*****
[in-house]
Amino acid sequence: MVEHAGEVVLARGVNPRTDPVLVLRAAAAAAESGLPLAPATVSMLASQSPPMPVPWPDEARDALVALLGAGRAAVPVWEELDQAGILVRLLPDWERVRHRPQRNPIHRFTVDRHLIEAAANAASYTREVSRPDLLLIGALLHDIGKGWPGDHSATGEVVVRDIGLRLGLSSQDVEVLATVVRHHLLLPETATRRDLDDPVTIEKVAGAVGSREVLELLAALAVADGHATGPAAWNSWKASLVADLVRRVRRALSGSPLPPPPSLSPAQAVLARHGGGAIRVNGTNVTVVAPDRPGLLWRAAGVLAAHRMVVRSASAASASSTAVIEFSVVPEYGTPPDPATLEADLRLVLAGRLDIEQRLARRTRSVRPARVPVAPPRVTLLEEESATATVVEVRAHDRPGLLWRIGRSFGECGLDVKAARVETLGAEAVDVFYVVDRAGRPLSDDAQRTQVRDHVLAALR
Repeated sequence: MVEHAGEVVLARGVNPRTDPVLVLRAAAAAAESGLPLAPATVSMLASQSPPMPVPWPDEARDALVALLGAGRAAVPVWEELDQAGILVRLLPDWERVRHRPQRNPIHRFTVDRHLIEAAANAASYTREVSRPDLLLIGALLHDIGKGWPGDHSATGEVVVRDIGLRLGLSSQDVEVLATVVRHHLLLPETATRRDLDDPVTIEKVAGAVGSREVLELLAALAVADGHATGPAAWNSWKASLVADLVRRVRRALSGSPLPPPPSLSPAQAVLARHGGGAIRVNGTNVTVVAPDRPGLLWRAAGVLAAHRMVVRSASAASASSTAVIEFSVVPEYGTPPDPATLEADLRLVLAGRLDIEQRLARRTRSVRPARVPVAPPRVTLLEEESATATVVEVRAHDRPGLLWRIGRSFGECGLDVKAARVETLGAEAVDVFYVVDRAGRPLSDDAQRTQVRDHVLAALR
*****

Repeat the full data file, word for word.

[in-house]
Amino acid sequence: MVEHAGEVVLARGVNPRTDPVLVLRAAAAAAESGLPLAPATVSMLASQSPPMPVPWPDEARDALVALLGAGRAAVPVWEELDQAGILVRLLPDWERVRHRPQRNPIHRFTVDRHLIEAAANAASYTREVSRPDLLLIGALLHDIGKGWPGDHSATGEVVVRDIGLRLGLSSQDVEVLATVVRHHLLLPETATRRDLDDPVTIEKVAGAVGSREVLELLAALAVADGHATGPAAWNSWKASLVADLVRRVRRALSGSPLPPPPSLSPAQAVLARHGGGAIRVNGTNVTVVAPDRPGLLWRAAGVLAAHRMVVRSASAASASSTAVIEFSVVPEYGTPPDPATLEADLRLVLAGRLDIEQRLARRTRSVRPARVPVAPPRVTLLEEESATATVVEVRAHDRPGLLWRIGRSFGECGLDVKAARVETLGAEAVDVFYVVDRAGRPLSDDAQRTQVRDHVLAALR
Repeated sequence: MVEHAGEVVLARGVNPRTDPVLVLRAAAAAAESGLPLAPATVSMLASQSPPMPVPWPDEARDALVALLGAGRAAVPVWEELDQAGILVRLLPDWERVRHRPQRNPIHRFTVDRHLIEAAANAASYTREVSRPDLLLIGALLHDIGKGWPGDHSATGEVVVRDIGLRLGLSSQDVEVLATVVRHHLLLPETATRRDLDDPVTIEKVAGAVGSREVLELLAALAVADGHATGPAAWNSWKASLVADLVRRVRRALSGSPLPPPPSLSPAQAVLARHGGGAIRVNGTNVTVVAPDRPGLLWRAAGVLAAHRMVVRSASAASASSTAVIEFSVVPEYGTPPDPATLEADLRLVLAGRLDIEQRLARRTRSVRPARVPVAPPRVTLLEEESATATVVEVRAHDRPGLLWRIGRSFGECGLDVKAARVETLGAEAVDVFYVVDRAGRPLSDDAQRTQVRDHVLAALR